What's the best way to implement a wellness program at work?
July 31, 2018
Company wellness programs are so much on the rise, they’re practically expected as a company benefit. From 2016 to 2017, almost a quarter of companies increased their wellness benefits. As these programs become more and more common, so has criticism of their effectiveness in truly reducing corporate health care costs and keeping employees healthy.
The takeaway from these criticisms shouldn’t be that wellness programs aren’t worth it, but rather, creating an effective wellness program takes thought, and when done right, can translate to a healthier and happier workforce.
The best wellness programs have four components:
1. Customization: They can be personalized to each employee.
Wellness programs are becoming more and more individualized, as the wellness benefits that allow workers to tailor the program to their own needs encourage higher participation rates. Instead of having a company-wide fitness goal, consider allowing employees to set their own goals, based on what they will most benefit from.
2. Communication: Employees are kept aware and updated of their benefits.
A lack of clear information on the company’s wellness program can help explain low participation rates. In one study, 70% of employees who did not participate in their work’s wellness program said they didn’t because they weren’t even aware of what was offered. Using a variety of messaging channels ensures reaching the most employees possible. Communicate this information frequently enough so that employees are kept updated, but not so often that they become overwhelmed or bored.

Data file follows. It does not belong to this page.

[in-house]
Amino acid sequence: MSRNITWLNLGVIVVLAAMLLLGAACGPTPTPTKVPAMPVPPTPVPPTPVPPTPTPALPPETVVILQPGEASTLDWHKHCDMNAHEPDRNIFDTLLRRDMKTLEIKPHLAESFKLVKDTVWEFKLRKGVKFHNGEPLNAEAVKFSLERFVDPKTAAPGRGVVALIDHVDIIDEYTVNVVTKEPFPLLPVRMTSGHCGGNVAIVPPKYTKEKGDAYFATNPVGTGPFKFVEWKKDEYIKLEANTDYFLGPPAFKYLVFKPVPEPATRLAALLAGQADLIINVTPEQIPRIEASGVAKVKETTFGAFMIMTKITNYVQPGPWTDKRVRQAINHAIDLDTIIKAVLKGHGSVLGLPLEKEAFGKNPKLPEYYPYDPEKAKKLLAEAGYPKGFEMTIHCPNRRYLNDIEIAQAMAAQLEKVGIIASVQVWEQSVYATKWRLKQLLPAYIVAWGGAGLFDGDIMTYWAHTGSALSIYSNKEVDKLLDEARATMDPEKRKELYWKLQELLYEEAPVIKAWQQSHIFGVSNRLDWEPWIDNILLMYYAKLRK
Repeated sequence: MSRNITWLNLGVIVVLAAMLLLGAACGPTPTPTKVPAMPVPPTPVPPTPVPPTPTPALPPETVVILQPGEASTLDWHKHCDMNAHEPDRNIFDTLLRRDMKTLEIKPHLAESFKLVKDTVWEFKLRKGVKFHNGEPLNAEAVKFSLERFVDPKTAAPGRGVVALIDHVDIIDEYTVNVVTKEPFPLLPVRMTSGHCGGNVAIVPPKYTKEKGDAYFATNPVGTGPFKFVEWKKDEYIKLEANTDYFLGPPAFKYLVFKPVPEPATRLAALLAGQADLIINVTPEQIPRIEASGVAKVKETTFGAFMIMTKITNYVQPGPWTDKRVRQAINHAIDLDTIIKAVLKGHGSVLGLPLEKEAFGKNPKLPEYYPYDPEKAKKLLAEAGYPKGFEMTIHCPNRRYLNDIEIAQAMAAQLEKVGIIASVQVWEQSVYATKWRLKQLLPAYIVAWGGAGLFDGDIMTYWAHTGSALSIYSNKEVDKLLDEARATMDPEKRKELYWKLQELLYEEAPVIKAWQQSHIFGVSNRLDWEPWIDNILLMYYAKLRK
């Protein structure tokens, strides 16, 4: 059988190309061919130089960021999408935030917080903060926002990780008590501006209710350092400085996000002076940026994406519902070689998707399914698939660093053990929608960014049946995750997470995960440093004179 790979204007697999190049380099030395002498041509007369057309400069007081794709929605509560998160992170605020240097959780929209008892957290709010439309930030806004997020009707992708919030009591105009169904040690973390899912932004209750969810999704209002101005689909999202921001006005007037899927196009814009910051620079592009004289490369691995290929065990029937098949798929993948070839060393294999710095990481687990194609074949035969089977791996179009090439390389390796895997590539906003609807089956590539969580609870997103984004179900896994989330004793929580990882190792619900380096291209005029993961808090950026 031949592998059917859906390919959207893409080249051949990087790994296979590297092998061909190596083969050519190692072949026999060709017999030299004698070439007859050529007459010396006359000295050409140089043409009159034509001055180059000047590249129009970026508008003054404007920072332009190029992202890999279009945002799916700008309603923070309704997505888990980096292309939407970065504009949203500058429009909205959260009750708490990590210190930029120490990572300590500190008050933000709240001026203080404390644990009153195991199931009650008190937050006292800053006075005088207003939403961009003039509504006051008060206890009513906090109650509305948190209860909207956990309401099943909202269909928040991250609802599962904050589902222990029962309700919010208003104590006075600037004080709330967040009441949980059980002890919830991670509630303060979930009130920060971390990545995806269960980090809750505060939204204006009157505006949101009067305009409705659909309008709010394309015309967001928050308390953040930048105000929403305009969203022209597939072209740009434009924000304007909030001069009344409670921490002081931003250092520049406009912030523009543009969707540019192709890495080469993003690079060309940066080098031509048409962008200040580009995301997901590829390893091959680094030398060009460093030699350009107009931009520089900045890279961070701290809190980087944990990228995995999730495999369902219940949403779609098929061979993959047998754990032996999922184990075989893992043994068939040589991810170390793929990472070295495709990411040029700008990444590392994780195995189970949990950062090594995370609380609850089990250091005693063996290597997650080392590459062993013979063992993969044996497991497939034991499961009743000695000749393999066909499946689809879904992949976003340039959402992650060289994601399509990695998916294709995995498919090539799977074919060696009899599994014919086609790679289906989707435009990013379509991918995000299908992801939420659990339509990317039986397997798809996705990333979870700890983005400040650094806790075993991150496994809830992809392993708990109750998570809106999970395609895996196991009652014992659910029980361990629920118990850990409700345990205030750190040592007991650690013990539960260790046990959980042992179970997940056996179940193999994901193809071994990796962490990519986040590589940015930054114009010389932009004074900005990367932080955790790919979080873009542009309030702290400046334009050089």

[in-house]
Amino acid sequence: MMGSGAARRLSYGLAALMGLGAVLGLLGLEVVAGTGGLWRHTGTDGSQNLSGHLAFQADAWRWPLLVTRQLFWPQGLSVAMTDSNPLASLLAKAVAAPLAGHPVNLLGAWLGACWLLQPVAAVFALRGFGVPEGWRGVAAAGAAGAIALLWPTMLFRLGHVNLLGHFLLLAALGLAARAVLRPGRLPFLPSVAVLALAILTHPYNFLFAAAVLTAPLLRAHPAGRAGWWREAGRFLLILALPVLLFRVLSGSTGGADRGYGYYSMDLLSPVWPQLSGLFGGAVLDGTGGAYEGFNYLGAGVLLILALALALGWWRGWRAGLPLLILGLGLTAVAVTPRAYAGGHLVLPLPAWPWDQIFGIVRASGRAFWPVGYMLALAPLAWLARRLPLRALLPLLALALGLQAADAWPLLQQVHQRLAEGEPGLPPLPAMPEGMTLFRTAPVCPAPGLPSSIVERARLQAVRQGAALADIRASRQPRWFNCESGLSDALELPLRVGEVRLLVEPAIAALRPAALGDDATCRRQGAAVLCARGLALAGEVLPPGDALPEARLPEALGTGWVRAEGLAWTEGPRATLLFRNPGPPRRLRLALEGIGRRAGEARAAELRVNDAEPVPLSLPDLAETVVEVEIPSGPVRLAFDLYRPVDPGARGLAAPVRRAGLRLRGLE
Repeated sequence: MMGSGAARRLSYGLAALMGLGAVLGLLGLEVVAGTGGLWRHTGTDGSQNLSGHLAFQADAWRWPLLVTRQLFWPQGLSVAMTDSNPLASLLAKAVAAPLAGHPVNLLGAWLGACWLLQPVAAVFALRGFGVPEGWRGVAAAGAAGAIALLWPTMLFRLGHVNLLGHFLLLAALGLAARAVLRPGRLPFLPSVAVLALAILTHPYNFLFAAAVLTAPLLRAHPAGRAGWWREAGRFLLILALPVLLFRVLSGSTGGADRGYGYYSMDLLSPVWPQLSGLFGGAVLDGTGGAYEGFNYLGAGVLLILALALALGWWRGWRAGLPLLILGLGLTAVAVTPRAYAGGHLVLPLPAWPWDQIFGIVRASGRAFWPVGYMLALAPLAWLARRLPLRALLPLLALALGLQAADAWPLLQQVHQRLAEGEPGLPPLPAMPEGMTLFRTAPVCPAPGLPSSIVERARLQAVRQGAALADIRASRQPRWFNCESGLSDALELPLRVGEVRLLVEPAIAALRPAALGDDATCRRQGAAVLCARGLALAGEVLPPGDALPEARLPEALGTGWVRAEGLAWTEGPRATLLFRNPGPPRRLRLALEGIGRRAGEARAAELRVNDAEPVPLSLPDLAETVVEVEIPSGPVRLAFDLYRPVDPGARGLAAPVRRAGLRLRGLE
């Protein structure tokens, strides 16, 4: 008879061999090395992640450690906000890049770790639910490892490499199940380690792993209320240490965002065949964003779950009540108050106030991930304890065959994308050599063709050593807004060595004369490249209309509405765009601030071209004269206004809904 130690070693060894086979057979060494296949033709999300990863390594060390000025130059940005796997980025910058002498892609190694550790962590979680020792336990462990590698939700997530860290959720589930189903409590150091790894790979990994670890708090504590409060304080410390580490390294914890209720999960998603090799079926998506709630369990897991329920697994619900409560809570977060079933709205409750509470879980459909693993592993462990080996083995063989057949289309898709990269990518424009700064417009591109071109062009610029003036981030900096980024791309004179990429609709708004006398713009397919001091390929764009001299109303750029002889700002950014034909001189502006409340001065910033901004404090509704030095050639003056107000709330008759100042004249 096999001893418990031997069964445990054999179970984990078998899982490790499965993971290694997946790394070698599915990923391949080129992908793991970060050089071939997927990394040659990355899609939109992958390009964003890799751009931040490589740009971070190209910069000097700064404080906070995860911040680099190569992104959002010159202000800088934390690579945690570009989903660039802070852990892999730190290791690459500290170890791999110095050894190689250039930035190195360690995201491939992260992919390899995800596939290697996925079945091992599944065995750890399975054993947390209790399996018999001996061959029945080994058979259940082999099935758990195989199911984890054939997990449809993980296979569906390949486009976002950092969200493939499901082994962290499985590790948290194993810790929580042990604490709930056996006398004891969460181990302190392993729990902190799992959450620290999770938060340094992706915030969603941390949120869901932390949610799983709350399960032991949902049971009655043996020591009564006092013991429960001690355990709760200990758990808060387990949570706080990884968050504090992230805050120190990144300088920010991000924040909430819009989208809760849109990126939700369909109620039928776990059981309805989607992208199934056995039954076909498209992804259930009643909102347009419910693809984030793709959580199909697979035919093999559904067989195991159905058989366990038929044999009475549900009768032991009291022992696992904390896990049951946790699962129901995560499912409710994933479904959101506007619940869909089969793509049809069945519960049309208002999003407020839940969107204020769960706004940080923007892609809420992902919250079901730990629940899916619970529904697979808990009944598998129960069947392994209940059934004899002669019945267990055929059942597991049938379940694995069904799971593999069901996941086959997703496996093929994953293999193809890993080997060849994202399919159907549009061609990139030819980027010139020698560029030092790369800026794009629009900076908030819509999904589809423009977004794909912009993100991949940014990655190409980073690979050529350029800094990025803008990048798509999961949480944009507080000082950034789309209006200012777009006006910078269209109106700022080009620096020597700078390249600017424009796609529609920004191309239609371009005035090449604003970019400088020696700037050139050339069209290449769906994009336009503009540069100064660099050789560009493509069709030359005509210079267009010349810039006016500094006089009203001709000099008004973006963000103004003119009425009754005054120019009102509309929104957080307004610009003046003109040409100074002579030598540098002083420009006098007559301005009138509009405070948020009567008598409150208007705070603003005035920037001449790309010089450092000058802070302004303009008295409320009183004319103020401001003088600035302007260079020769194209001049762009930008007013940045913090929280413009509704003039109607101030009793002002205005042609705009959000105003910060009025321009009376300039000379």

A monthly company-wide newsletter can remind employees of their benefits, and update them if is anything new. It is also important for this communication to be as much a conversation as possible, so ask employees for feedback. Make it easy for people to voice their opinions through setting up a form on the monthly newsletter.
3. Culture: Wellness is ingrained in the workplace culture.
Wellness should be a company value. It should be clear why the company promotes wellness as a way of life, not just a box to check off. Fun perks and enticing programs will not be successful if the company culture doesn’t reinforce the importance of prioritizing health. On the executive level, resources should be allocated for wellness benefits, and model this culture of health by practicing healthy behaviors themselves.
Another way to build a culture of wellness is to look at the physical environment the company uses. People will follow the path of least resistance, so make it easy for employees to choose healthy options. What snacks are kept in the vending machine?
4. Comprehensiveness: They focus on all aspects of health, not just fitness.
Health isn’t all physical. While physical health can help improve one’s mental health, it’s important to make mental health a key priority in your program. Forbes identifies a growing emphasis on mental health as a worksite wellness trend in 2018. If your company doesn’t already, consider adding mental health days and therapy services under health care coverage.
If your workplace wellness program isn’t improving the lives of the people who work there, break down your program by identifying where these four components can be built. And for the most effectiveness for your employees, talk to us at ActiveSoul to learn more about our wellness app and the flexibility it provides your staff.